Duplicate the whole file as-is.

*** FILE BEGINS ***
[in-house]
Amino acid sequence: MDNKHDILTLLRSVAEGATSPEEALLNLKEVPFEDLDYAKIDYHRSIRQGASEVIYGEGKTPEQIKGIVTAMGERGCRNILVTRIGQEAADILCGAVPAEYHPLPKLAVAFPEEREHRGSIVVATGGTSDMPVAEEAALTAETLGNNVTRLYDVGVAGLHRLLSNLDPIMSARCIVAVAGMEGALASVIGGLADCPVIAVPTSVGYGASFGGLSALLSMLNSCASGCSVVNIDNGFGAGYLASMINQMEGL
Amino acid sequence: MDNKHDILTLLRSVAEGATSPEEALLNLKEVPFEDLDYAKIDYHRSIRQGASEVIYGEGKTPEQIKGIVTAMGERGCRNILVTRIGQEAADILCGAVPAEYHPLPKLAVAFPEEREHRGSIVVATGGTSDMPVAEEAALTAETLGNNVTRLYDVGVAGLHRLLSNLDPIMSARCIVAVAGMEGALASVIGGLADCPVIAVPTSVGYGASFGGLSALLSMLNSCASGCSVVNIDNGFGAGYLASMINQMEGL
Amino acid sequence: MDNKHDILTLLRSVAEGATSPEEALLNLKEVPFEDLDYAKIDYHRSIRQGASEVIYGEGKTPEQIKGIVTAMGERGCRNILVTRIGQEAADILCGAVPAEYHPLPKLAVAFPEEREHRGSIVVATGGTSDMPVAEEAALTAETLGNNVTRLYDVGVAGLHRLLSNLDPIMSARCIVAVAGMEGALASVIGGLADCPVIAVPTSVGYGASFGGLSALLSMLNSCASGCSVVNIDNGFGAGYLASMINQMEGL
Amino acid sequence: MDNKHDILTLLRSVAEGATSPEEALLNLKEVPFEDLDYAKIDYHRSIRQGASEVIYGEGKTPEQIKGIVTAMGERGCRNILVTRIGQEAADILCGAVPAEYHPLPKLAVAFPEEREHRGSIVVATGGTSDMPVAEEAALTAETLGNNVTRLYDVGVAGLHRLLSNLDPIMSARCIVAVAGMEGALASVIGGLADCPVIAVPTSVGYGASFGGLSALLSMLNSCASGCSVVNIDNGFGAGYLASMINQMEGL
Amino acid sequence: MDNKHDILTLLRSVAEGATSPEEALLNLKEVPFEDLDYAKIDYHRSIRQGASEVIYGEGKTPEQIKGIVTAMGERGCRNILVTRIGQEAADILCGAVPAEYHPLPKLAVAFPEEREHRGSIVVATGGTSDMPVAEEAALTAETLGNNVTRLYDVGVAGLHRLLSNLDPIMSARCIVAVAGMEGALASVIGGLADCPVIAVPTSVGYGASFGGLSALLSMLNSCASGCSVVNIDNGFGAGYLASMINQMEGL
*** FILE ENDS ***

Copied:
[in-house]
Amino acid sequence: MDNKHDILTLLRSVAEGATSPEEALLNLKEVPFEDLDYAKIDYHRSIRQGASEVIYGEGKTPEQIKGIVTAMGERGCRNILVTRIGQEAADILCGAVPAEYHPLPKLAVAFPEEREHRGSIVVATGGTSDMPVAEEAALTAETLGNNVTRLYDVGVAGLHRLLSNLDPIMSARCIVAVAGMEGALASVIGGLADCPVIAVPTSVGYGASFGGLSALLSMLNSCASGCSVVNIDNGFGAGYLASMINQMEGL
Amino acid sequence: MDNKHDILTLLRSVAEGATSPEEALLNLKEVPFEDLDYAKIDYHRSIRQGASEVIYGEGKTPEQIKGIVTAMGERGCRNILVTRIGQEAADILCGAVPAEYHPLPKLAVAFPEEREHRGSIVVATGGTSDMPVAEEAALTAETLGNNVTRLYDVGVAGLHRLLSNLDPIMSARCIVAVAGMEGALASVIGGLADCPVIAVPTSVGYGASFGGLSALLSMLNSCASGCSVVNIDNGFGAGYLASMINQMEGL
Amino acid sequence: MDNKHDILTLLRSVAEGATSPEEALLNLKEVPFEDLDYAKIDYHRSIRQGASEVIYGEGKTPEQIKGIVTAMGERGCRNILVTRIGQEAADILCGAVPAEYHPLPKLAVAFPEEREHRGSIVVATGGTSDMPVAEEAALTAETLGNNVTRLYDVGVAGLHRLLSNLDPIMSARCIVAVAGMEGALASVIGGLADCPVIAVPTSVGYGASFGGLSALLSMLNSCASGCSVVNIDNGFGAGYLASMINQMEGL
Amino acid sequence: MDNKHDILTLLRSVAEGATSPEEALLNLKEVPFEDLDYAKIDYHRSIRQGASEVIYGEGKTPEQIKGIVTAMGERGCRNILVTRIGQEAADILCGAVPAEYHPLPKLAVAFPEEREHRGSIVVATGGTSDMPVAEEAALTAETLGNNVTRLYDVGVAGLHRLLSNLDPIMSARCIVAVAGMEGALASVIGGLADCPVIAVPTSVGYGASFGGLSALLSMLNSCASGCSVVNIDNGFGAGYLASMINQMEGL
Amino acid sequence: MDNKHDILTLLRSVAEGATSPEEALLNLKEVPFEDLDYAKIDYHRSIRQGASEVIYGEGKTPEQIKGIVTAMGERGCRNILVTRIGQEAADILCGAVPAEYHPLPKLAVAFPEEREHRGSIVVATGGTSDMPVAEEAALTAETLGNNVTRLYDVGVAGLHRLLSNLDPIMSARCIVAVAGMEGALASVIGGLADCPVIAVPTSVGYGASFGGLSALLSMLNSCASGCSVVNIDNGFGAGYLASMINQMEGL